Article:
Lately, even among ideal conditions, it hasn’t been easy to pass a school bond — a property tax increase in order to fund capital improvements. Bonds at Central Valley and Mead school districts both failed last February. But those bonds didn’t have nearly as big of a hill to climb as East Valley. After all, a bond hasn't passed there since 1996. Four consecutive bonds have failed.
Make that five. Last night, over 60 percent of Valley residents voted “no” on a new bond, which would have renovated five elementary schools, added 40 new classrooms and four gymnasiums, and used the East Valley Middle School building for administration, maintenance and as an enrichment center.
In this case, however, there may be more at work than a depressed economy and anti-tax sentiment.
In East Valley, Superintendent John Glenewinkel wanted to eliminate middle school. And the board approved his plan to do it.
He pointed to research indicating that a kindergarten-through-8th-grade model showed a number of benefits, but several parents (afraid the rougher side of middle school would spread to the younger kids) began to vocally oppose it.
We covered it all here.
Back in January, Glenewinkel told us two things: 1) A bond passing would be one indication of community support for his plan, and 2) Even if the bond didn’t pass, the district would still eliminate middle school. It would be more difficult without the funds to rebuild the school, but it would still happen.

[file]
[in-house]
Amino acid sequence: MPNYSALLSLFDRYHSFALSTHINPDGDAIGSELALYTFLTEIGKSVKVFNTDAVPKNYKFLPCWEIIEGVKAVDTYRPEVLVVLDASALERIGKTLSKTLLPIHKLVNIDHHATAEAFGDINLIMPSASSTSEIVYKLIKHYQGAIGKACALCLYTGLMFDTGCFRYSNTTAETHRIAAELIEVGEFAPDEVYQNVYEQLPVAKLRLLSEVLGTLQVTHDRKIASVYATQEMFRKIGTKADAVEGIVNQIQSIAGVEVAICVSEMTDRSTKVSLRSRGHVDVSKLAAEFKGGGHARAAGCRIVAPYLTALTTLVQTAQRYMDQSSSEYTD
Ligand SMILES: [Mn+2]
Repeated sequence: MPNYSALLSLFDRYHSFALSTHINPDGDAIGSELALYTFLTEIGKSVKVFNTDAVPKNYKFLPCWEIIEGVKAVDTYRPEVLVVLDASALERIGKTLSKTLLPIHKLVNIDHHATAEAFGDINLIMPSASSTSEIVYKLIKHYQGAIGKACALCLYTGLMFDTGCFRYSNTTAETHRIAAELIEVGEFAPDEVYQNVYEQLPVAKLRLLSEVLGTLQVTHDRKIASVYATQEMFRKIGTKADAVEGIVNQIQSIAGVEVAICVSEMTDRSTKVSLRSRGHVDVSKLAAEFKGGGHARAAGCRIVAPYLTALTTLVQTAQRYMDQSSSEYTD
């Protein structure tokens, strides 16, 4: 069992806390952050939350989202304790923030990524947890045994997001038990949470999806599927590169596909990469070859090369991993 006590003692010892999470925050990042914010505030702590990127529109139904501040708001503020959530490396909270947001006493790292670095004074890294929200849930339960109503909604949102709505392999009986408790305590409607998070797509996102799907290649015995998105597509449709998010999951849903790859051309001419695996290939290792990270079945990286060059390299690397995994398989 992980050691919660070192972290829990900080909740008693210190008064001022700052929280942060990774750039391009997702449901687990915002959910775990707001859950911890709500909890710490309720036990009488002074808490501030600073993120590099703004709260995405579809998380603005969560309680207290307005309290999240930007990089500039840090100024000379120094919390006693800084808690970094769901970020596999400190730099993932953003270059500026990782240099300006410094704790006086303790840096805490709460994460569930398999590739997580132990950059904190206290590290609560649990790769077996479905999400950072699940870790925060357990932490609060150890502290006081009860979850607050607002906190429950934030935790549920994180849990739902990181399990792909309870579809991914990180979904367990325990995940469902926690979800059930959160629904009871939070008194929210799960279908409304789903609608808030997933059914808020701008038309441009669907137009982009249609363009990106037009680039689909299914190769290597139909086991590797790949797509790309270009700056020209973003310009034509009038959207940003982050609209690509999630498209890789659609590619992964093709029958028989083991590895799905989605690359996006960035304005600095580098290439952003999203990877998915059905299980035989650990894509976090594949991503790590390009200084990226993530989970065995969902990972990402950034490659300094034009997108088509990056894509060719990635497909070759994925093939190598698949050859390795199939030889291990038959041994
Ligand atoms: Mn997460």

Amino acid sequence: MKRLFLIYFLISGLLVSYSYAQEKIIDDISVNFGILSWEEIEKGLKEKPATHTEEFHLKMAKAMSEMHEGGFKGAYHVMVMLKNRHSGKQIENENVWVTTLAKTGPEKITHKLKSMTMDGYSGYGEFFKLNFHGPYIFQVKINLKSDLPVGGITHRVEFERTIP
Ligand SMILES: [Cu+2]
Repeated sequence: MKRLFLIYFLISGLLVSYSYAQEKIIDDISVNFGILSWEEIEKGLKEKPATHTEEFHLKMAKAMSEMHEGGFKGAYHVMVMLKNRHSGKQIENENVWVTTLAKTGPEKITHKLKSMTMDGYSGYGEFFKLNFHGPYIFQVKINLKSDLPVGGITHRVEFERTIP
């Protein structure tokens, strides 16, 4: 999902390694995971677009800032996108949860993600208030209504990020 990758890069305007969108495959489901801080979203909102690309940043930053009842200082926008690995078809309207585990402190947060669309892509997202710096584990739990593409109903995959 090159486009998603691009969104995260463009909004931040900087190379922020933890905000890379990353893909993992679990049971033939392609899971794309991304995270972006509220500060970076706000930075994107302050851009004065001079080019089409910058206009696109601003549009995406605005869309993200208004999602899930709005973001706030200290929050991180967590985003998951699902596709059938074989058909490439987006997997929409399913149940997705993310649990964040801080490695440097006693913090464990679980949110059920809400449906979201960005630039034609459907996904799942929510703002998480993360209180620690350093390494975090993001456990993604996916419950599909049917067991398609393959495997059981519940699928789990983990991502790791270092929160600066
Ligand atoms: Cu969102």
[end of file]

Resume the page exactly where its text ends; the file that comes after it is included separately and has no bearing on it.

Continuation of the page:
But a lot of parents didn’t believe that last point. Opponents printed hundreds of yard signs against the bond, saying things like “Public School Closing Ahead – Vote No” and “Stop Rent Increases, Vote No.”
Last night, Parent Stacy Montoya celebrated the bond’s failure on the Facebook page of EAST VALLEY – CITIZENS FOR ACCOUNTABLE EDUCATION, writing, “Rejected 61.35% voted against the bond -- 500 votes still out but it looks like a victory!”
Montoya says there’s been a breakdown of trust with the district.
“I’ve been told the school district has said they didn’t get the word out enough. I disagree,” Montoya says. “I think the people of Spokane have spoken. They don’t want it.”
“It,” in this case, refers to the transition to a K-8 model. Montoya voted against the bond to stop that transition. So did Darren Stutzke. Art Tupper, a former teacher who has been at the forefront of the opposition to Glenewinkel’s plan, says he hopes, after this vote, that the administration will sit down and try to find a better way.
We have a call in to Glenewinkel to ask him what’s next for his plan. We’ll update you when we hear back.
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